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Via America’s Lawyer: Farron Cousins and Brigida Santos talk about a memory loss supplement that was falsely advertised resulting in $300,000 worth of refunds.

Transcript:

Farron Cousins: The Federal Trade Commission is sending $300,000 worth of refund checks to victims of a supplement scam. CogniPrin was advertised as a supplement that could dramatically improve the memory of anyone who took it. But as it turns out, it was a big, fat lie. Joining me to discuss this is RT corresponded Brigida Santos. Brigida, who was the company that sold these supplements? And what claims did they actually make about this product?

Brigida Santos: The company, Synergixx, is the company that actually makes these supplements. And Better Health Nutritionals is the company that sold them. However, both are listed as defendants in this lawsuit. Other defendants include a naturopathic doctor, some sort of fictional neurologist, and several other people, as well as the company’s owners. And what all of these defendants did was, they collectively claimed that two of their products, the first one being FlexiPrin, can relieve joint pain in up to two hours, and that their other product, CogniPrin, can help restore up to 12 years of memory loss and even improve memory by up to 44%. Now none of these claims have been backed up by any type of scientific data, so that’s why they’re getting in trouble here.

Farron Cousins: You know, it’s really interesting too because people need to understand, these multivitamins, the supplements, there is no agency that actually looks into the effectiveness of this. There is no testing procedure that they have to go through before these things make it to the shelf of your local pharmacy. I know a lot of the multivitamins, they’re good. Doctors say you should take one. But if it promises something like, hey, this is going to restore your memory, maybe take a second look at it. Maybe read some reviews. So you know the courts, they say that this company used this deceptive marketing campaign. So what exactly did the marketing look like? Was it different than just saying, “Hey, it’s going to boost your memory”? What were they doing to get people to take these supplements here?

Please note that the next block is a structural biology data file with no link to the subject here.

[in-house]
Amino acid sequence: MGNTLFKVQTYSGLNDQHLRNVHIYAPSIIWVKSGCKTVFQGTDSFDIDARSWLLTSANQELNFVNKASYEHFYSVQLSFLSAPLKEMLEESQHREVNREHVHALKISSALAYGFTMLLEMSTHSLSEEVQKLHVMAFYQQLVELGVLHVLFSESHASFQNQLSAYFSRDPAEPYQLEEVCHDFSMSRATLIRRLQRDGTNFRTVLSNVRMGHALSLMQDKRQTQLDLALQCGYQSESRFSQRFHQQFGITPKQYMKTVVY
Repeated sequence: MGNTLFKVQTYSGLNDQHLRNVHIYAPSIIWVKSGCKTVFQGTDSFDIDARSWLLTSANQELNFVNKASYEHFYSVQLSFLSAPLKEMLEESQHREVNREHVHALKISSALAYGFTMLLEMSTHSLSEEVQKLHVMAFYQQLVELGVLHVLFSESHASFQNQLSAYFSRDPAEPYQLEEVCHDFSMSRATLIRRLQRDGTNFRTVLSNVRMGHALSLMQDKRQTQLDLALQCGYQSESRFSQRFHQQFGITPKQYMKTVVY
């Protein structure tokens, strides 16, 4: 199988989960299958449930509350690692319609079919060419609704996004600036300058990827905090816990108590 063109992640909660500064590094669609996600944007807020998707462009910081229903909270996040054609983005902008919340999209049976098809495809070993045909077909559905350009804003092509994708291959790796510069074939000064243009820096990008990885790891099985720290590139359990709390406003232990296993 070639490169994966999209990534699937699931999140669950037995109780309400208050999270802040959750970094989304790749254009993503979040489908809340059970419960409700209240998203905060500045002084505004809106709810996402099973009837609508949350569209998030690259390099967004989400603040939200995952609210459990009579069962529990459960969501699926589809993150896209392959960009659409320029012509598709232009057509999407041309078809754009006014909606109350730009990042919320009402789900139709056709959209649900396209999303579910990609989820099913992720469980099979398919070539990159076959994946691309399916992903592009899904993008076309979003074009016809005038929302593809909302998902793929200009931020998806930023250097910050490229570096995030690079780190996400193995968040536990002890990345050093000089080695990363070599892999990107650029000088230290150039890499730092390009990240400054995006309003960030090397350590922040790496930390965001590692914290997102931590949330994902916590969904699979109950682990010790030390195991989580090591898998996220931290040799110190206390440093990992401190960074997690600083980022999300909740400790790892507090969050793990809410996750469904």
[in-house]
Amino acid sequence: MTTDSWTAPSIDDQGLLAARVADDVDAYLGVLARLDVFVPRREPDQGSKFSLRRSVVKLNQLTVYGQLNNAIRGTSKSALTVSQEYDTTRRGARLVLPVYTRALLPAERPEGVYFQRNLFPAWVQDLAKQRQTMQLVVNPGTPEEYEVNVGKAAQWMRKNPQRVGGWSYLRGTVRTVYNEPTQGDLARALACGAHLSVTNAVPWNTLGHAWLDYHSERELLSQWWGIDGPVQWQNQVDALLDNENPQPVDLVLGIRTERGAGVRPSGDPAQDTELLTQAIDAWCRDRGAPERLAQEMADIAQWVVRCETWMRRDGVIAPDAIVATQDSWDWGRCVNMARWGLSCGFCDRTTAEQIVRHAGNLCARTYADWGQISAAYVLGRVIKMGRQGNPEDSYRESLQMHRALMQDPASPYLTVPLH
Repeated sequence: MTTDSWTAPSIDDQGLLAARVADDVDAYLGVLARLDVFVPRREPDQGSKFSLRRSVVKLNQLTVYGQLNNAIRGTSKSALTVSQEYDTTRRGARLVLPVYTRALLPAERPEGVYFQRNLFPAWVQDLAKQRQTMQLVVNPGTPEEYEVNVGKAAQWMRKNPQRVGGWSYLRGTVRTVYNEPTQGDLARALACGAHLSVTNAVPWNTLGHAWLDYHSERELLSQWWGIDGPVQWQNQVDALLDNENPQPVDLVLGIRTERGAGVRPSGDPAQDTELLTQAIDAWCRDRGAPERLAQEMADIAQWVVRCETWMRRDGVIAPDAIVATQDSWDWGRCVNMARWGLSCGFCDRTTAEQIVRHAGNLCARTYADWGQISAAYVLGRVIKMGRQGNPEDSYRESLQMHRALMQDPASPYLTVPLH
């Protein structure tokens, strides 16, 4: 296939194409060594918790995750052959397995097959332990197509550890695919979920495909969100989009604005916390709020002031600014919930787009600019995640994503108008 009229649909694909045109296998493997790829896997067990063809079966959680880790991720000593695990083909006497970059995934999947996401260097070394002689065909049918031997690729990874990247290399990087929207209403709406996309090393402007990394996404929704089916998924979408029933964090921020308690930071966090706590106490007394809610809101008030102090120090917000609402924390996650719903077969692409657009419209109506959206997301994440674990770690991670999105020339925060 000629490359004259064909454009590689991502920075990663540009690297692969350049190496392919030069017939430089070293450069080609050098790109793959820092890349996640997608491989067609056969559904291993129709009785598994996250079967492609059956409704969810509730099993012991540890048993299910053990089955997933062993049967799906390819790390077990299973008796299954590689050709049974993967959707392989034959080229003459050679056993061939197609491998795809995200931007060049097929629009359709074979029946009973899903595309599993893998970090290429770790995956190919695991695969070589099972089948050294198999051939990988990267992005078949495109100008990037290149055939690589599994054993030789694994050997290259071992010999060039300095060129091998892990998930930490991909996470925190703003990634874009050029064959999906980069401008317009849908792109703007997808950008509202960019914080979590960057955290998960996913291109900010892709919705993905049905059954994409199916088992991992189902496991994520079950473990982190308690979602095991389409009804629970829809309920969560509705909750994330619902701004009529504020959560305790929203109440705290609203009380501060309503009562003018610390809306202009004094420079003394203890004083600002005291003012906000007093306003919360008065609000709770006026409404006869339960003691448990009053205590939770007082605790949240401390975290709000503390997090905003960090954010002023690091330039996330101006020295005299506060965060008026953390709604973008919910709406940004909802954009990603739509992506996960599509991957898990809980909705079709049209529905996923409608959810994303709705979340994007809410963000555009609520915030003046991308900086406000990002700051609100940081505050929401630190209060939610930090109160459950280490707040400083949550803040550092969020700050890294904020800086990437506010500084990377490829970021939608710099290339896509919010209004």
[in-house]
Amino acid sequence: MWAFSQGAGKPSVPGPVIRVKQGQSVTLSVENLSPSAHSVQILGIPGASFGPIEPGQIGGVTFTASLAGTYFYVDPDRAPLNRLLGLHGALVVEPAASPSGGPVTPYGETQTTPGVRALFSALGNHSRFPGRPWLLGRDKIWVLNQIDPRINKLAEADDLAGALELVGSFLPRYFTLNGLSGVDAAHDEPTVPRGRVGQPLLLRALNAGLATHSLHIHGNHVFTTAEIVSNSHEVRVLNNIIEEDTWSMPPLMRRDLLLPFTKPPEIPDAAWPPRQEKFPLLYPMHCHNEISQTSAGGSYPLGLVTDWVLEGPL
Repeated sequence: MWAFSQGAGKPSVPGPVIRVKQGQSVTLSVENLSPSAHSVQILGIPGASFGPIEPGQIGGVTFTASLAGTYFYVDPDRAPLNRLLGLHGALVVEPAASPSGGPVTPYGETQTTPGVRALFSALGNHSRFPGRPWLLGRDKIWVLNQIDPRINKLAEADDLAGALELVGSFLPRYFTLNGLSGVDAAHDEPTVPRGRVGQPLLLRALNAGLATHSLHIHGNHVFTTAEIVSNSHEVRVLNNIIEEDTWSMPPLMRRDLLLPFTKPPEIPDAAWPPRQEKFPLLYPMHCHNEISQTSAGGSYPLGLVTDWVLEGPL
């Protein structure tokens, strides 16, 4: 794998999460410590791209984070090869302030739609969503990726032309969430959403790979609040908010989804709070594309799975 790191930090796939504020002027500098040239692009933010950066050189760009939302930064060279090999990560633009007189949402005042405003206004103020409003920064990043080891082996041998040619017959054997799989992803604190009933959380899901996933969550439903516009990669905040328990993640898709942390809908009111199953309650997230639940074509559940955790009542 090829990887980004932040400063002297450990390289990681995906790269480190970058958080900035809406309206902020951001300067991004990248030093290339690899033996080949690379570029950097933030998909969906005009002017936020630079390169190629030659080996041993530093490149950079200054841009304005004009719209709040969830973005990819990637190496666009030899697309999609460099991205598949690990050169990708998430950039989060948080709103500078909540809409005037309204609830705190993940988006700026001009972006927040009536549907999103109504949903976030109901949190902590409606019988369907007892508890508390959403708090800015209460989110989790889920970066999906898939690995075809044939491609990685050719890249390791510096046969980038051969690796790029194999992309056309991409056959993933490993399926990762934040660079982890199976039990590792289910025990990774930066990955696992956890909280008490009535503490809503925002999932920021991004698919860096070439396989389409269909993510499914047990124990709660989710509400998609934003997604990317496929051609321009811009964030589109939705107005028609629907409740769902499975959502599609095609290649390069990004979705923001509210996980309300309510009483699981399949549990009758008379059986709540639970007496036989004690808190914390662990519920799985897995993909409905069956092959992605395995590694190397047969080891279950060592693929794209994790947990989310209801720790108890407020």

Brigida Santos: Yes, they had a very, very elaborate plan, all of these defendants. And by the way, they did violate several state and federal laws in carrying out these practices. Mainly, the worst one is that they created 30 minute radio spots, and instead of disclosing that they were advertisements, they marketed these as if they were educational programs. And these programs featured fake consumers who were endorsing this product, as well as claiming to have an objective doctor on these advertisements. But that doctor was not objective. They were getting a cut, a percentage of all CogniPrin sales. And this person had never even medically evaluated either of the products. There was also somebody pretending to be a neuroscientist and saying that he was from some fictional neurology lab, one that just completely does not exist, and several other things that they did that were very dishonest.

Farron Cousins: Could you explain for the people watching, who may not be familiar with these procedures, why the FTC is paying for the refund and not the company here?

Brigida Santos: Technically, the company is paying, but because the FTC and the State of Maine are the ones who brought this lawsuit forward on behalf of the consumers, there was a settlement. And out of that settlement, these companies now have to pay back the FTC and the State of Maine. But the FTC is the one that’ll be doling out those refund checks, and they have already begun to do that. I believe about 2000 checks will be going out for over $350,000.